There are few artists who can hold a torch to the vocal power of a small girl from Fort Worth, Texas, AKA Janis Joplin. The impassioned singer soon became the face of the counterculture movement with her refusal to conform to any pigeonhole she was put in. She delivered faultless performances almost as easily as she delivered generational moments of vocal splendour.
It’s part of what endeared her to the hearts and minds of countless music lovers — an unwavering sense of self and an innate fire that raged with a fearsome intensity. But aside from her unwavering attitude and her powerful lungs, Joplin was revered for bringing jazz back into the charts and into the collective consciousness. Rock and roll had always been artistically balanced by jazz, owing to the fact that many of its greatest stars had cut their teeth within the genre, but Joplin made it even more visceral and vital. There is absolutely no better demonstration of that fact than with her outrageously brilliant performance of ‘Summertime’ from 1969.
Originally composed by George Gershwin for the opera Porgy and Bess the track is largely regarded as Gershwin’s finest work and has seen countless artists cover the track. From iconic performers such as Billie Holiday and Sam Cooke to Ella Fitzgerald and, of course, to Janis Joplin and her band Big Brother and the Holding Company.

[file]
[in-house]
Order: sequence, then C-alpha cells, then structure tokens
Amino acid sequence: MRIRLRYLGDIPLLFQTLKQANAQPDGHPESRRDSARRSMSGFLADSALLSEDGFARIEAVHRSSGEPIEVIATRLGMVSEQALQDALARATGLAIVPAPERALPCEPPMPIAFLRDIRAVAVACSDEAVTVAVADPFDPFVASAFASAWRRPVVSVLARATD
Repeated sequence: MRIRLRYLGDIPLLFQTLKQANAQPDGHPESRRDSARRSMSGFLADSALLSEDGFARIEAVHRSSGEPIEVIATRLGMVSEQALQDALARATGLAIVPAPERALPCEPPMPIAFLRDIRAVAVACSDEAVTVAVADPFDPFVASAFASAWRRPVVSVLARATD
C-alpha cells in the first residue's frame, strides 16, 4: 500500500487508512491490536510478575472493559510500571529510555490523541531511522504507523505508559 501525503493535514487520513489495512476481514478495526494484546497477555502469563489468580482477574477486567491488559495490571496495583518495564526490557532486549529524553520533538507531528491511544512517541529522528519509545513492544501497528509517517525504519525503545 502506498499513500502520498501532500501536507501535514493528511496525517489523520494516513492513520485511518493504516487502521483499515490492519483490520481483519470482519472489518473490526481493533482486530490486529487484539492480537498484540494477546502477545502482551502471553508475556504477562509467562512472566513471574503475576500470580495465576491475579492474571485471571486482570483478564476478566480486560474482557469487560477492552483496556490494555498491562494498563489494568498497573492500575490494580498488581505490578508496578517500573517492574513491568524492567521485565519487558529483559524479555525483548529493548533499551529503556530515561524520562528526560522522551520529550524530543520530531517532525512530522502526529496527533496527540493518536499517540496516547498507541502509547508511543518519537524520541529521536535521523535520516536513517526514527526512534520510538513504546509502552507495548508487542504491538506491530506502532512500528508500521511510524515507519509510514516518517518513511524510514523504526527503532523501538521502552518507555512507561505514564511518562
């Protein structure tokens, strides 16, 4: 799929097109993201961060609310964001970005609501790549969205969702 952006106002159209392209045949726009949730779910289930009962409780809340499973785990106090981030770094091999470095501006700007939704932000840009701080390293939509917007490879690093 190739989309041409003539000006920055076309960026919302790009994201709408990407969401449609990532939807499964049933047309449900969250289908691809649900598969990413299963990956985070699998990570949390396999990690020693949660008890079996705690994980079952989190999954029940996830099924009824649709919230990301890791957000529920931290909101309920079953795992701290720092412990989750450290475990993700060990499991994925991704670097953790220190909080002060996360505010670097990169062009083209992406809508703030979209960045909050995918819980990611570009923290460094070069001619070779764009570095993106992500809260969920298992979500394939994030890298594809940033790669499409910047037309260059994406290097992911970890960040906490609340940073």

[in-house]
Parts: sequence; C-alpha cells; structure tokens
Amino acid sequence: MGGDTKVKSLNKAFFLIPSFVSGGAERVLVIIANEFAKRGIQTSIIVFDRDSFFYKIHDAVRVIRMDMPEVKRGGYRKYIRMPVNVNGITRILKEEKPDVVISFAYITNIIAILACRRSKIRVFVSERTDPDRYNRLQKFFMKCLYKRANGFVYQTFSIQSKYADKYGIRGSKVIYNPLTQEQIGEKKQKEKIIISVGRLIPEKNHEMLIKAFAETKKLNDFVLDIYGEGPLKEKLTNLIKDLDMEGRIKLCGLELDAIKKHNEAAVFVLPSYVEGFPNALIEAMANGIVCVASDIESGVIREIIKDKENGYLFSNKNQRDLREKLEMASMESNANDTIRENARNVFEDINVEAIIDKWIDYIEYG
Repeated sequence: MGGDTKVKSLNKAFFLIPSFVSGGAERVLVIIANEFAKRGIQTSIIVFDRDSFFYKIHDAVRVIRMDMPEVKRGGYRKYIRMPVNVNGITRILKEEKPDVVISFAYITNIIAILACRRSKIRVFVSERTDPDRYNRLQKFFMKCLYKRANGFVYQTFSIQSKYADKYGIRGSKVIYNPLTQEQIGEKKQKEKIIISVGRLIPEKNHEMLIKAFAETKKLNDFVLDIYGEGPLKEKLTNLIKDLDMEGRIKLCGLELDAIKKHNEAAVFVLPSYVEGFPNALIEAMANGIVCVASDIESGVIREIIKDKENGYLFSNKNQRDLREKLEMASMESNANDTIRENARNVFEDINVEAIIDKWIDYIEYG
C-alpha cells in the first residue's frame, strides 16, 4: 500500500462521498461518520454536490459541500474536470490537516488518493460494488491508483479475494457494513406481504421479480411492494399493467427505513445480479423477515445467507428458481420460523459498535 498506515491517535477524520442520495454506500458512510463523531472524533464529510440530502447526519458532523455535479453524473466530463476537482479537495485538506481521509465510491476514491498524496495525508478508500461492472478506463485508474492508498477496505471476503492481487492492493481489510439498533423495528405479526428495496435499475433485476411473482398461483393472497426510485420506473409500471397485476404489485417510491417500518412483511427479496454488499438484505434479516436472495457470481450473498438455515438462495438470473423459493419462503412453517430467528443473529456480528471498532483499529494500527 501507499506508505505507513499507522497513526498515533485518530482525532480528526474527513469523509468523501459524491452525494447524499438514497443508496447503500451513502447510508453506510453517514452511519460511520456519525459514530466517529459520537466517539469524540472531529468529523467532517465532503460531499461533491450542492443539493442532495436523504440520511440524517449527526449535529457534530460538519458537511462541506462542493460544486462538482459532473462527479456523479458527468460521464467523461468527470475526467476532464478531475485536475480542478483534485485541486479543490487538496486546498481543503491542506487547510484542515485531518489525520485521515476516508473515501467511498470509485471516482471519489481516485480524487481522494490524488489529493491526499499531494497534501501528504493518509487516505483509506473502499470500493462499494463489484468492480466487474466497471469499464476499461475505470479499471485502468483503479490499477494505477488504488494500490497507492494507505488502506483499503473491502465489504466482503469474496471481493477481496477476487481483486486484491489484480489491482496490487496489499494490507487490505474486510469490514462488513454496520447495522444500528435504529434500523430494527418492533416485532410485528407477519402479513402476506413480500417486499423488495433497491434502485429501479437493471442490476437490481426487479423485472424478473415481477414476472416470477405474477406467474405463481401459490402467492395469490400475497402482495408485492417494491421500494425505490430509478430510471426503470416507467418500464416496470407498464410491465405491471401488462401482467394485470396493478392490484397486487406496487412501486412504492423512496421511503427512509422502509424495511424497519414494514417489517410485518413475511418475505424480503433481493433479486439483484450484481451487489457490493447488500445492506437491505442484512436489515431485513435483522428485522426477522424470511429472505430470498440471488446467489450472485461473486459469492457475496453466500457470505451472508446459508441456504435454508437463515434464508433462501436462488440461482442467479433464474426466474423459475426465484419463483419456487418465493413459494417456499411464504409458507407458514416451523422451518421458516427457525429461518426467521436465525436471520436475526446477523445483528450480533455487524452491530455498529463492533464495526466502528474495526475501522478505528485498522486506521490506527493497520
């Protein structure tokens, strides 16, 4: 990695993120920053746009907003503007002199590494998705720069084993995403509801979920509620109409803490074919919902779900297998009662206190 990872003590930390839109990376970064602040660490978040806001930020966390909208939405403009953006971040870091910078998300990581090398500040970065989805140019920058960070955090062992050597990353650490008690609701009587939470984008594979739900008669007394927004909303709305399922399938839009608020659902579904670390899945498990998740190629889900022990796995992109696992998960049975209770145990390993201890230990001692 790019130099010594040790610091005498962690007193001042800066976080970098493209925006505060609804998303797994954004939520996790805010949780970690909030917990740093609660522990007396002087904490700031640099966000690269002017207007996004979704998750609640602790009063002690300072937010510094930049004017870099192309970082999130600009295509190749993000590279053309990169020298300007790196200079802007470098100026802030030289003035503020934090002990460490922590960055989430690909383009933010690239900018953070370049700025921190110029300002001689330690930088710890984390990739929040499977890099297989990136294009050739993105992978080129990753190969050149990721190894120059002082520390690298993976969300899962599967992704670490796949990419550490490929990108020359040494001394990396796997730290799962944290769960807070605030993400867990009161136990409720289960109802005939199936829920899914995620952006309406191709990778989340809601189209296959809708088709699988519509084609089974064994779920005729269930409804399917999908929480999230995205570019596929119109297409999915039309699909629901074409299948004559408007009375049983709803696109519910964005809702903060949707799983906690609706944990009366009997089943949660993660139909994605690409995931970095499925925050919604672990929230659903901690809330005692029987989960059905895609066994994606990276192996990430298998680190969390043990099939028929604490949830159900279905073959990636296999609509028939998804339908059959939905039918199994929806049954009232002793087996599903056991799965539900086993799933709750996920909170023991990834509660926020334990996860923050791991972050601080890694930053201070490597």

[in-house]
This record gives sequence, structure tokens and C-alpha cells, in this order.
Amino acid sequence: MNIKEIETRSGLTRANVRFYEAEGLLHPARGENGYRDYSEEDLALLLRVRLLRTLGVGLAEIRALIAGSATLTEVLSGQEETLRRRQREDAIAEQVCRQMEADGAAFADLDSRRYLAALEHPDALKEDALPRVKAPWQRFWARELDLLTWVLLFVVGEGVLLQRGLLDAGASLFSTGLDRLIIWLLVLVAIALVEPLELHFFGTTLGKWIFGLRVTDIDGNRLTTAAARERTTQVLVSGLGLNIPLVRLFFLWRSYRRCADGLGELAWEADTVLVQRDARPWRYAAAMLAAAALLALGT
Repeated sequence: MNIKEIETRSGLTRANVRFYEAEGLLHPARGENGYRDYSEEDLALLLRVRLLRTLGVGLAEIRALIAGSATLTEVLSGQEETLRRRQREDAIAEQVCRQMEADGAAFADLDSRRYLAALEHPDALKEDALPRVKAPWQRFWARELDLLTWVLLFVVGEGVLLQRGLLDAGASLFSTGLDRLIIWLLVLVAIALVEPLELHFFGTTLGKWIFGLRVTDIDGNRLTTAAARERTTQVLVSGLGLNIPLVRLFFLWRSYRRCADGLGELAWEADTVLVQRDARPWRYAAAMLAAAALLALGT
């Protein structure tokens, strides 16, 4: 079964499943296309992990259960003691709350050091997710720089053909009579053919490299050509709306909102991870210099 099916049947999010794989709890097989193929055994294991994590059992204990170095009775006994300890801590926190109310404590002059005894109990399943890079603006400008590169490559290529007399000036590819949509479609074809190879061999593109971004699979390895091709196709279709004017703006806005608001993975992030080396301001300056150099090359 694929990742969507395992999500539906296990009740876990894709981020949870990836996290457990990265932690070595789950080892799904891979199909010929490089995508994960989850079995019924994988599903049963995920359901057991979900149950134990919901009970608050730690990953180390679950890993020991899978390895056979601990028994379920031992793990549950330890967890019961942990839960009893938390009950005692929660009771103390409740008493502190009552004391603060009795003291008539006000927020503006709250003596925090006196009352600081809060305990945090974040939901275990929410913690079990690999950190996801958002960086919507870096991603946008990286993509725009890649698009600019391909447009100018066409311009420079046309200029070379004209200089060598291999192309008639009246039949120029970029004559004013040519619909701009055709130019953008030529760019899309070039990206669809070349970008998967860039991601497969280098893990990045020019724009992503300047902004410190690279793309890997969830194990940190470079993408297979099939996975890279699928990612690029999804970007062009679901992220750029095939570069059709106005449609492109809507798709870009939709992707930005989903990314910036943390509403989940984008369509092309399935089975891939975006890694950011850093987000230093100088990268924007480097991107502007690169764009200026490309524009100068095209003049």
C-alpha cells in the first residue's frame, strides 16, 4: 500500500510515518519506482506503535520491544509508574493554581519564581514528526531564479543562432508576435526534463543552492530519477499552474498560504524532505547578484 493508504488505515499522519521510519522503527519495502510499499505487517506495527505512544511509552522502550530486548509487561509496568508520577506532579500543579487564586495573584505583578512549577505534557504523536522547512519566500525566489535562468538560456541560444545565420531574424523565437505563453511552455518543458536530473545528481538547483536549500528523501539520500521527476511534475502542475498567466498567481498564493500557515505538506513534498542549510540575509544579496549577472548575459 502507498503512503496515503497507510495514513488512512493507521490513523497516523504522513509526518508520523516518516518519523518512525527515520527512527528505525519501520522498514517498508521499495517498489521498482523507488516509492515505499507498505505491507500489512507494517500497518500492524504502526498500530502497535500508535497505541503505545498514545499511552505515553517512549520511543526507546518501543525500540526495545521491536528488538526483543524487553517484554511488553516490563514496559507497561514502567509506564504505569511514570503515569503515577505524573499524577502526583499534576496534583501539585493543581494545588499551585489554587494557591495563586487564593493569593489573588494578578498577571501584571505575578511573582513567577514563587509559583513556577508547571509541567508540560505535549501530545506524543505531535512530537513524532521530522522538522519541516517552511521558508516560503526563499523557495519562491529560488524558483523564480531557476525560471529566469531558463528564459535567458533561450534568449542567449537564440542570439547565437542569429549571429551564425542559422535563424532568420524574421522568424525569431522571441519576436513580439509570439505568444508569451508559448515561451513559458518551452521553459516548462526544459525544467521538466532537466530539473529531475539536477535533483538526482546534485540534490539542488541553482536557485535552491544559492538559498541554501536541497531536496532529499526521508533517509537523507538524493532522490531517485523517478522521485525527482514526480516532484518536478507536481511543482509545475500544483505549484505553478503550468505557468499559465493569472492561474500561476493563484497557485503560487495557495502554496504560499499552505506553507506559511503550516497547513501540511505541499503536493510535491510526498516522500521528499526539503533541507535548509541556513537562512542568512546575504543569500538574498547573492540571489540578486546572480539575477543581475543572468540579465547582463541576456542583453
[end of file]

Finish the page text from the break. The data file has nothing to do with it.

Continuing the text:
Only released as part of a live album, the track remained in the band’s live set up until Joplin left the group to pursue her solo career. In truth, much of the song’s success with the band resides in Joplin’s passionate and unique vocal delivery. Fire-breathing and utterly compelling, Joplin’s ability to traverse circumstance and genre to deliver a piece of artistry that only she could muster is what set her apart from the rest of the rock and roll set.
It is this delivery that is encapsulated in her performance of the song which you can find below. There’s surprisingly little information about the performance despite the huge viewing numbers but what we do know is that Joplin approaches it as she did everything else in her life—with unbridled vigour.
Joplin was once quoted as saying: “If I hold back, I’m no good. I’m no good. I’d rather be good sometimes, than holding back all the time.” It’s hard to see how anything was held back in this performance as she rips through the song, providing long crescendos and a positively passionate rendition.
The track may be rooted in black culture but perhaps the finest performance of George Gershwin’s ‘Summertime’ comes for a little white girl from Texas and her big lungs.